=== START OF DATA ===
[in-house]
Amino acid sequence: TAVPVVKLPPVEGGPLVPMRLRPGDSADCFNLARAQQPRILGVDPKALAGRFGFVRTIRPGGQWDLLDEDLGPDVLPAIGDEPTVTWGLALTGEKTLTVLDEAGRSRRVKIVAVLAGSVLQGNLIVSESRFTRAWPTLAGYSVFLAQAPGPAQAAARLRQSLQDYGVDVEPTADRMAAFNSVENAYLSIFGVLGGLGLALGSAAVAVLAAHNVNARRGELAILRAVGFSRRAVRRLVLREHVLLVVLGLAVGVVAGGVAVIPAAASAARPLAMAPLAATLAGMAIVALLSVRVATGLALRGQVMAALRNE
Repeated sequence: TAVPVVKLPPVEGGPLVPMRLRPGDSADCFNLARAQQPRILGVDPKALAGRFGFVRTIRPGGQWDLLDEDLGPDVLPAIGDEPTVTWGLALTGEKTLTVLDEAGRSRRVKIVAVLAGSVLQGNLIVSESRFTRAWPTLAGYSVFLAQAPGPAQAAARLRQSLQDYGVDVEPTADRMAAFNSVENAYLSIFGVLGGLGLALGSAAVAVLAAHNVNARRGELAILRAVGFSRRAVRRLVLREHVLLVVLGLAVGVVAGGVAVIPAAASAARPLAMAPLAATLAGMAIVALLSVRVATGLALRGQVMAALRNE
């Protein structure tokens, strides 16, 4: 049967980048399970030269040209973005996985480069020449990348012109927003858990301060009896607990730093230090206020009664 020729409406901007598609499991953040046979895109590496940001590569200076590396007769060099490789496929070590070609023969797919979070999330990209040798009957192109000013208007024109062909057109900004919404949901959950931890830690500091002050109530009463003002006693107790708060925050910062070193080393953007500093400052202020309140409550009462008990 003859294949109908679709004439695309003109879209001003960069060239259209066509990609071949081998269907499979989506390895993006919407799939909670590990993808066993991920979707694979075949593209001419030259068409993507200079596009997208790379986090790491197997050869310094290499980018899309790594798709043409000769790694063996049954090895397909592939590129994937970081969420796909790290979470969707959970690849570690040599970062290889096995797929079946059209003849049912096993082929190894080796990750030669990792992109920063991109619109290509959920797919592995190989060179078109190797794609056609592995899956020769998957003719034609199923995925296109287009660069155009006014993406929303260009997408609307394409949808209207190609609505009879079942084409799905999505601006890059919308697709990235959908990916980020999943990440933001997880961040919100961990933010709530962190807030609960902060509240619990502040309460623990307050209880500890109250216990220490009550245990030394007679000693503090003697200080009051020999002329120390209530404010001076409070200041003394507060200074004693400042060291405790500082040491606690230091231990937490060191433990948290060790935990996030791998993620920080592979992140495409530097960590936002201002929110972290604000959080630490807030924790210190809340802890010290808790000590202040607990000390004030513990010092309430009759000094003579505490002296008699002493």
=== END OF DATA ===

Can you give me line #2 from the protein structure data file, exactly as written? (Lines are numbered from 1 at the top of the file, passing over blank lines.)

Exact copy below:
Amino acid sequence: TAVPVVKLPPVEGGPLVPMRLRPGDSADCFNLARAQQPRILGVDPKALAGRFGFVRTIRPGGQWDLLDEDLGPDVLPAIGDEPTVTWGLALTGEKTLTVLDEAGRSRRVKIVAVLAGSVLQGNLIVSESRFTRAWPTLAGYSVFLAQAPGPAQAAARLRQSLQDYGVDVEPTADRMAAFNSVENAYLSIFGVLGGLGLALGSAAVAVLAAHNVNARRGELAILRAVGFSRRAVRRLVLREHVLLVVLGLAVGVVAGGVAVIPAAASAARPLAMAPLAATLAGMAIVALLSVRVATGLALRGQVMAALRNE